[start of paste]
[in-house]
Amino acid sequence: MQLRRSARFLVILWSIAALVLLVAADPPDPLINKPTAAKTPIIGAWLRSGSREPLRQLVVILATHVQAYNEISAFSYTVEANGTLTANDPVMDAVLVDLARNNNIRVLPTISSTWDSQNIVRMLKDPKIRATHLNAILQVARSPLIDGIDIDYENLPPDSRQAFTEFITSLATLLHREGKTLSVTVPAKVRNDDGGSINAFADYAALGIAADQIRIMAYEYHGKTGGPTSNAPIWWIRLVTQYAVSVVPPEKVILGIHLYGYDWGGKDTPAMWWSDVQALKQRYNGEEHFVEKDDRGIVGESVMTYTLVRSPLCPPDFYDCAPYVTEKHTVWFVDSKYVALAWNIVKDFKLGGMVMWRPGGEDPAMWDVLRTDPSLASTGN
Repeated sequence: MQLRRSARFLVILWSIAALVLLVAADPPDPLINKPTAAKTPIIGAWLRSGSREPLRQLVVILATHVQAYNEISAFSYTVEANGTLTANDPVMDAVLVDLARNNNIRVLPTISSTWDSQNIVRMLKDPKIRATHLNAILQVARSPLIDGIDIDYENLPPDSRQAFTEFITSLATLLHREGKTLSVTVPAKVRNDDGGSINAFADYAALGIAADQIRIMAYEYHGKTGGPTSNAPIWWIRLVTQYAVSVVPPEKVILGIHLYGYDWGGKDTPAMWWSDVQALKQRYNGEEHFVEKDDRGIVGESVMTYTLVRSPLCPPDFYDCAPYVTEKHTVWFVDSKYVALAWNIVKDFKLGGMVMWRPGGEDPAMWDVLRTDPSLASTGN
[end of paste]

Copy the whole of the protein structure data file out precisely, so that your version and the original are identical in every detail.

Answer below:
[in-house]
Amino acid sequence: MQLRRSARFLVILWSIAALVLLVAADPPDPLINKPTAAKTPIIGAWLRSGSREPLRQLVVILATHVQAYNEISAFSYTVEANGTLTANDPVMDAVLVDLARNNNIRVLPTISSTWDSQNIVRMLKDPKIRATHLNAILQVARSPLIDGIDIDYENLPPDSRQAFTEFITSLATLLHREGKTLSVTVPAKVRNDDGGSINAFADYAALGIAADQIRIMAYEYHGKTGGPTSNAPIWWIRLVTQYAVSVVPPEKVILGIHLYGYDWGGKDTPAMWWSDVQALKQRYNGEEHFVEKDDRGIVGESVMTYTLVRSPLCPPDFYDCAPYVTEKHTVWFVDSKYVALAWNIVKDFKLGGMVMWRPGGEDPAMWDVLRTDPSLASTGN
Repeated sequence: MQLRRSARFLVILWSIAALVLLVAADPPDPLINKPTAAKTPIIGAWLRSGSREPLRQLVVILATHVQAYNEISAFSYTVEANGTLTANDPVMDAVLVDLARNNNIRVLPTISSTWDSQNIVRMLKDPKIRATHLNAILQVARSPLIDGIDIDYENLPPDSRQAFTEFITSLATLLHREGKTLSVTVPAKVRNDDGGSINAFADYAALGIAADQIRIMAYEYHGKTGGPTSNAPIWWIRLVTQYAVSVVPPEKVILGIHLYGYDWGGKDTPAMWWSDVQALKQRYNGEEHFVEKDDRGIVGESVMTYTLVRSPLCPPDFYDCAPYVTEKHTVWFVDSKYVALAWNIVKDFKLGGMVMWRPGGEDPAMWDVLRTDPSLASTGN